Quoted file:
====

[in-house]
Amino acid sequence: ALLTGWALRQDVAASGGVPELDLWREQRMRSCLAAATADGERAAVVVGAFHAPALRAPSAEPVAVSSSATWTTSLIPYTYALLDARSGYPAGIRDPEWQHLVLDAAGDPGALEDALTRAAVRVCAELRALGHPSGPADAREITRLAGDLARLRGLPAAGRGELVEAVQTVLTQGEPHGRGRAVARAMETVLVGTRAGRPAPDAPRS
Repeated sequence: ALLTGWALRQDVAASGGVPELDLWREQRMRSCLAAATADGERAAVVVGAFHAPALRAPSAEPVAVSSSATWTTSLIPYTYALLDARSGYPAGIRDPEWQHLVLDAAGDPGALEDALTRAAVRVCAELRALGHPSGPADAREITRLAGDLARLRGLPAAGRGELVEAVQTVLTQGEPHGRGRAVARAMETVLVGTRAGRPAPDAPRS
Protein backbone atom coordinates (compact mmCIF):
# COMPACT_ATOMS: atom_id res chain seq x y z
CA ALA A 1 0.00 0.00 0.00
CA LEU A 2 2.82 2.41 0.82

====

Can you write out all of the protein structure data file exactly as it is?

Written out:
[in-house]
Amino acid sequence: ALLTGWALRQDVAASGGVPELDLWREQRMRSCLAAATADGERAAVVVGAFHAPALRAPSAEPVAVSSSATWTTSLIPYTYALLDARSGYPAGIRDPEWQHLVLDAAGDPGALEDALTRAAVRVCAELRALGHPSGPADAREITRLAGDLARLRGLPAAGRGELVEAVQTVLTQGEPHGRGRAVARAMETVLVGTRAGRPAPDAPRS
Repeated sequence: ALLTGWALRQDVAASGGVPELDLWREQRMRSCLAAATADGERAAVVVGAFHAPALRAPSAEPVAVSSSATWTTSLIPYTYALLDARSGYPAGIRDPEWQHLVLDAAGDPGALEDALTRAAVRVCAELRALGHPSGPADAREITRLAGDLARLRGLPAAGRGELVEAVQTVLTQGEPHGRGRAVARAMETVLVGTRAGRPAPDAPRS
Protein backbone atom coordinates (compact mmCIF):
# COMPACT_ATOMS: atom_id res chain seq x y z
CA ALA A 1 0.00 0.00 0.00
CA LEU A 2 2.82 2.41 0.82